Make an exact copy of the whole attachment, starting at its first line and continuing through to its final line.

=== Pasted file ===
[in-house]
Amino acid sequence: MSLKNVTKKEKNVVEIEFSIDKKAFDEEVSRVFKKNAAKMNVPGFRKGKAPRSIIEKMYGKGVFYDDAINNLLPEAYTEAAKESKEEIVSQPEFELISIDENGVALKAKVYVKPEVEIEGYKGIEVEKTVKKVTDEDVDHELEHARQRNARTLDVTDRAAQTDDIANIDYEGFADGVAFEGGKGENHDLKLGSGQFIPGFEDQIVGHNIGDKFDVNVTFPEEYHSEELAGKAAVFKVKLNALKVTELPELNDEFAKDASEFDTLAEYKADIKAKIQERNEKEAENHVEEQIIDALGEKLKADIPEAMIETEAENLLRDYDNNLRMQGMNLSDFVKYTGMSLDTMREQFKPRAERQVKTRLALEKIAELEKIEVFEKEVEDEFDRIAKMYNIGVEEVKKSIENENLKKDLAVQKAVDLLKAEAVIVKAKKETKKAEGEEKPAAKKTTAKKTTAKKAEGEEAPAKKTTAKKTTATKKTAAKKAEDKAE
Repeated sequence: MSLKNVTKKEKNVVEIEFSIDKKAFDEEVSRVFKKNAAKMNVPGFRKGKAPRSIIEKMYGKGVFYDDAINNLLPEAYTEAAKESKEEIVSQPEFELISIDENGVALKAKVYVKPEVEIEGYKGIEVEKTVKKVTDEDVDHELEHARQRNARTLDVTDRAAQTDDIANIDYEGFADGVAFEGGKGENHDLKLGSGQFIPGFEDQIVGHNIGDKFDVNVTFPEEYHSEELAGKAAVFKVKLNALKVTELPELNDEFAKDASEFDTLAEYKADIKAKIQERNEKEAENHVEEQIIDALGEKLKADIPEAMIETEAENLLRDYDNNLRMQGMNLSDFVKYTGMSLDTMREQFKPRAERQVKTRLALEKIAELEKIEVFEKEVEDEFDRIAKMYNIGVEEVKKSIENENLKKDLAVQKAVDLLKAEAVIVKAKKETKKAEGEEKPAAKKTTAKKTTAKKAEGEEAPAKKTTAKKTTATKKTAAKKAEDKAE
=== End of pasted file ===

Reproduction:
[in-house]
Amino acid sequence: MSLKNVTKKEKNVVEIEFSIDKKAFDEEVSRVFKKNAAKMNVPGFRKGKAPRSIIEKMYGKGVFYDDAINNLLPEAYTEAAKESKEEIVSQPEFELISIDENGVALKAKVYVKPEVEIEGYKGIEVEKTVKKVTDEDVDHELEHARQRNARTLDVTDRAAQTDDIANIDYEGFADGVAFEGGKGENHDLKLGSGQFIPGFEDQIVGHNIGDKFDVNVTFPEEYHSEELAGKAAVFKVKLNALKVTELPELNDEFAKDASEFDTLAEYKADIKAKIQERNEKEAENHVEEQIIDALGEKLKADIPEAMIETEAENLLRDYDNNLRMQGMNLSDFVKYTGMSLDTMREQFKPRAERQVKTRLALEKIAELEKIEVFEKEVEDEFDRIAKMYNIGVEEVKKSIENENLKKDLAVQKAVDLLKAEAVIVKAKKETKKAEGEEKPAAKKTTAKKTTAKKAEGEEAPAKKTTAKKTTATKKTAAKKAEDKAE
Repeated sequence: MSLKNVTKKEKNVVEIEFSIDKKAFDEEVSRVFKKNAAKMNVPGFRKGKAPRSIIEKMYGKGVFYDDAINNLLPEAYTEAAKESKEEIVSQPEFELISIDENGVALKAKVYVKPEVEIEGYKGIEVEKTVKKVTDEDVDHELEHARQRNARTLDVTDRAAQTDDIANIDYEGFADGVAFEGGKGENHDLKLGSGQFIPGFEDQIVGHNIGDKFDVNVTFPEEYHSEELAGKAAVFKVKLNALKVTELPELNDEFAKDASEFDTLAEYKADIKAKIQERNEKEAENHVEEQIIDALGEKLKADIPEAMIETEAENLLRDYDNNLRMQGMNLSDFVKYTGMSLDTMREQFKPRAERQVKTRLALEKIAELEKIEVFEKEVEDEFDRIAKMYNIGVEEVKKSIENENLKKDLAVQKAVDLLKAEAVIVKAKKETKKAEGEEKPAAKKTTAKKTTAKKAEGEEAPAKKTTAKKTTATKKTAAKKAEDKAE